One of the keys to being a successful foster parent is to understand the many perspectives of the people involved: the child’s birth parents, social workers, and most importantly, the foster child himself or herself.
Michael French – foster dad, birth parent counselor, and writer of the blog Dads Unite – has glimpsed all of these sides of the foster care experience.
Over the last four years, French and his family have fostered around 30 girls, some in the short-term and others in the long-term. In those four years, foster care has become a part of his daily life, impacted his career, and even brought a new addition into his forever family. His dedication to helping families over the last four years is a perfect example of the positive effect that foster care can have on so many people.
Becoming a Foster Parent
French says that foster care was initially a dream of his wife, but he had no idea of the effect it would have on his personal and professional life. As he went through the training process and heard firsthand accounts of other foster care parents’ experiences, he quickly realized he wanted to offer that same kind of care to children in the system.
The family’s first placement was a girl, who stayed with them for five months. In the time French spent with her, he discovered the emotional attachment that can develop so quickly between foster families and children in their care.
“Training doesn’t prepare you for it,” he said. “It’s just something you have to work through.”
Even though it’s difficult to say goodbye, that didn’t stop French and his wife from pursuing foster care even more passionately. Today, they have one girl in long-term care and another whom they have adopted, named Jeanetta. It was Jeanetta, in fact, who played a role in French starting his blog in 2014.
“She entered an essay contest called ‘What My Father Means to Me,’” he says. “They had almost 1,000 kids throughout the metro submit an entry. I was in shock – I’d never heard of the competition – and I started tearing up, because this girl, who’s had such a traumatic life, wrote about me.”
Jeanetta’s entry made it into the top five, making French the first foster parent to reach that level. Although Jeanetta’s essay did not win, that was the last thing on French’s mind.
“I didn’t get number one, but it didn’t matter to me because this young woman,” French said. “I made an impact on her. And she made an impact on me. And I didn’t want that event to be just an event. I wanted it to spur me on to something different.”
That “something different” turned out to be his blog, Dads Unite. Along with sharing his experiences with the foster care system, he also hopes to create a community of support for fathers – particularly because of the result fatherlessness has on children in the foster care system.
Counseling Birth Parents
Currently, French is finishing his graduate school education so that he can enter the field of counseling. He is working in outpatient services, counseling the biological parents of children in foster care. He feels especially strongly about working with fathers, who often do not have a lot of support.
When French was in training to be a foster parent, he recalls feeling angry at the biological parents of the children in the system. But now working with them, he has seen the struggles they deal with and the lack of support they often have. Many of them also fall victim to uninformed judgments from others as well as self-imposed judgments.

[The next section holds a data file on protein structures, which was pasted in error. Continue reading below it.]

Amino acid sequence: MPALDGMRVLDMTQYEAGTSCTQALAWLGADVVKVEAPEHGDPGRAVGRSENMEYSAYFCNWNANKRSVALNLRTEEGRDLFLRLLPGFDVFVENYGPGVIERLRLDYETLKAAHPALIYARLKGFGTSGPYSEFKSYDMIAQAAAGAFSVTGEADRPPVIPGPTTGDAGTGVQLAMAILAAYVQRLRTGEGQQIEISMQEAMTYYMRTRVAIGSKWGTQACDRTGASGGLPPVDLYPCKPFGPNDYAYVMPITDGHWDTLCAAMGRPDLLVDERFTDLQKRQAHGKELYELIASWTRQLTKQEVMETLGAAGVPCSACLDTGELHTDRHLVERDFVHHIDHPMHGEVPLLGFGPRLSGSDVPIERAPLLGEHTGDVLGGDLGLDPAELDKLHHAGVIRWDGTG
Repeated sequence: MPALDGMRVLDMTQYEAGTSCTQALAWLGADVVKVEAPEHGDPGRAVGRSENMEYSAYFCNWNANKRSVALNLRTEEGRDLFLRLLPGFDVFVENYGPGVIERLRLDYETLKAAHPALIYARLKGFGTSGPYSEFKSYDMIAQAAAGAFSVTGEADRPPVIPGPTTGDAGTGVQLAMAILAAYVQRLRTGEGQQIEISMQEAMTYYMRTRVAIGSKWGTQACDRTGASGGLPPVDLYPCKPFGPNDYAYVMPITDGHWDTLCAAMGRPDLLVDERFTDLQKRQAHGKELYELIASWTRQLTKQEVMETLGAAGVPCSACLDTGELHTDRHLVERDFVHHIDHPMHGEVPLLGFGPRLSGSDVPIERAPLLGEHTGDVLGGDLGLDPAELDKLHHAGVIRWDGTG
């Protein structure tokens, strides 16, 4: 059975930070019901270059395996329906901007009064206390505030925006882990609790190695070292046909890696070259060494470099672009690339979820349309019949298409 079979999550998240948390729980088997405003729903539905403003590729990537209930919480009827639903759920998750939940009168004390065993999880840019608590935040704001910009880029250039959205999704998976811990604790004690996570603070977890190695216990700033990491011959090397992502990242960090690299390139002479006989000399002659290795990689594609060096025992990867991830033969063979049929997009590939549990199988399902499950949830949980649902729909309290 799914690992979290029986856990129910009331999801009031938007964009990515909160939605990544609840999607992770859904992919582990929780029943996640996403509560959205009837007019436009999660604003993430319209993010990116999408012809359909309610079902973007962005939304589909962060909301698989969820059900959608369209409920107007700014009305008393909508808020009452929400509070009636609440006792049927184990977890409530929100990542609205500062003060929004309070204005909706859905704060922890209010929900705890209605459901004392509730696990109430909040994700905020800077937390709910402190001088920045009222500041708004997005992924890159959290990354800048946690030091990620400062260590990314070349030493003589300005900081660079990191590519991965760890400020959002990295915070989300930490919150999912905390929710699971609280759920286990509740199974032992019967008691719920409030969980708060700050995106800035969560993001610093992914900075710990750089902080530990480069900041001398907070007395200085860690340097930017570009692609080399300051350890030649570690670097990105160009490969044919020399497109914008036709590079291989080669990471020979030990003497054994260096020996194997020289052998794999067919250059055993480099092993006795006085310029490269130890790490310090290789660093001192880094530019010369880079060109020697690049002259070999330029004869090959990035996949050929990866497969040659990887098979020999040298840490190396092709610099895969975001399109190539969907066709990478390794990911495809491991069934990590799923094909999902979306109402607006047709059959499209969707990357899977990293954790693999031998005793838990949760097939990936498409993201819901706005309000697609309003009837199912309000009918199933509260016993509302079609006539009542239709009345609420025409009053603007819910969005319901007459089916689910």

One of French’s clients in particular struggles with his faith in his ability to provide a good example for his daughter.
“When he sees his daughter acting out, he says, ‘I’m a loser,’” French said. “And I try to tell him, ‘Would a loser be coming to counseling? Would a loser be taking parenting classes? Would a loser be doing everything they can to turn their life around? That’s not a loser.’”
The work French has done with biological parents has made him passionate about supporting fathers, and he works to make a difference by supporting those parents – and more importantly, the children who find themselves in foster care.
Advocating for Foster Children
French’s work is an effort to provide the kind of stable, caring home environment that children in foster care need. Many of these children have been through traumatic experiences, and foster parents can play a crucial role in finding safety and security – both before and after they age out of the system. The need for families is constant, due to what French calls “foster parent burnout.”
Although there is sometimes high turnover for foster parents, children in foster care are always in need of homes – especially those who are about to age out of the system.
Individuals who are about to leave the foster care system can benefit hugely from the support of a loving family. There are several programs to help people who age out, French says, but without a stable home environment, those programs are much less effective. French’s own daughter Jeanetta was adopted at the age of 19, serving as a reminder that it’s never too late to provide a forever family to someone who needs one.
French encourages loving families of all kinds to make a difference in the lives of these children.
“If there are families out there that can provide a good example, maybe they need to consider being a foster family and see the impact they could have on a life,” he said.
And as Michael found out personally, not only did foster care positively affect his family’s foster children’s lives, but it greatly impacted their own lives as well.
Visit Dads Unite to learn more about Michael French, his graduate school studies, and his experiences as a parent.